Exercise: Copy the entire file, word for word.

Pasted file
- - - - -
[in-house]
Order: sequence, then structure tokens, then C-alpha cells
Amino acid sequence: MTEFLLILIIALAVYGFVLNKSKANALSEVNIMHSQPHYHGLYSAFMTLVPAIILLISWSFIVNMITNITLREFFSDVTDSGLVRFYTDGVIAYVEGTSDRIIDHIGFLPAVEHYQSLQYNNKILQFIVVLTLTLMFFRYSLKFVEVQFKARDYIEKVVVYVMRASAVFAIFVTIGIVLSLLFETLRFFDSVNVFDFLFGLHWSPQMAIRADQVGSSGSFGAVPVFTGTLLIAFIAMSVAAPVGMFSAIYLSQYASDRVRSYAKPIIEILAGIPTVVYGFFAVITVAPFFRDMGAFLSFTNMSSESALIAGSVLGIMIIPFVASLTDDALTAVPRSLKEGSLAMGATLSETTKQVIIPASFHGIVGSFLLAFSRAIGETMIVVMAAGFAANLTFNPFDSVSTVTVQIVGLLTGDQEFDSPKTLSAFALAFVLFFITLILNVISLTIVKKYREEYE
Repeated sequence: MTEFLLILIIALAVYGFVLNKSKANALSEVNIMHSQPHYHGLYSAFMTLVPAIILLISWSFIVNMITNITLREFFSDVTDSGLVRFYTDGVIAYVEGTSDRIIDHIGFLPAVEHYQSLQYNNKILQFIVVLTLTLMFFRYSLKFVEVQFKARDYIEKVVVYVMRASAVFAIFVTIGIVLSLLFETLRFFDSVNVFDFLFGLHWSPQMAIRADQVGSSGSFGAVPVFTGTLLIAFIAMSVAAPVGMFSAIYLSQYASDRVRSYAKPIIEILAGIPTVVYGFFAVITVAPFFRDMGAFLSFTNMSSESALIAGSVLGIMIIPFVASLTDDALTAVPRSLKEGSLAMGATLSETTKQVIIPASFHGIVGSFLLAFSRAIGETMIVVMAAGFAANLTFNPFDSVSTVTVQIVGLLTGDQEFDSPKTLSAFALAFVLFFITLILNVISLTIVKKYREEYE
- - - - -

[in-house]
Order: sequence, then structure tokens, then C-alpha cells
Amino acid sequence: MTEFLLILIIALAVYGFVLNKSKANALSEVNIMHSQPHYHGLYSAFMTLVPAIILLISWSFIVNMITNITLREFFSDVTDSGLVRFYTDGVIAYVEGTSDRIIDHIGFLPAVEHYQSLQYNNKILQFIVVLTLTLMFFRYSLKFVEVQFKARDYIEKVVVYVMRASAVFAIFVTIGIVLSLLFETLRFFDSVNVFDFLFGLHWSPQMAIRADQVGSSGSFGAVPVFTGTLLIAFIAMSVAAPVGMFSAIYLSQYASDRVRSYAKPIIEILAGIPTVVYGFFAVITVAPFFRDMGAFLSFTNMSSESALIAGSVLGIMIIPFVASLTDDALTAVPRSLKEGSLAMGATLSETTKQVIIPASFHGIVGSFLLAFSRAIGETMIVVMAAGFAANLTFNPFDSVSTVTVQIVGLLTGDQEFDSPKTLSAFALAFVLFFITLILNVISLTIVKKYREEYE
Repeated sequence: MTEFLLILIIALAVYGFVLNKSKANALSEVNIMHSQPHYHGLYSAFMTLVPAIILLISWSFIVNMITNITLREFFSDVTDSGLVRFYTDGVIAYVEGTSDRIIDHIGFLPAVEHYQSLQYNNKILQFIVVLTLTLMFFRYSLKFVEVQFKARDYIEKVVVYVMRASAVFAIFVTIGIVLSLLFETLRFFDSVNVFDFLFGLHWSPQMAIRADQVGSSGSFGAVPVFTGTLLIAFIAMSVAAPVGMFSAIYLSQYASDRVRSYAKPIIEILAGIPTVVYGFFAVITVAPFFRDMGAFLSFTNMSSESALIAGSVLGIMIIPFVASLTDDALTAVPRSLKEGSLAMGATLSETTKQVIIPASFHGIVGSFLLAFSRAIGETMIVVMAAGFAANLTFNPFDSVSTVTVQIVGLLTGDQEFDSPKTLSAFALAFVLFFITLILNVISLTIVKKYREEYE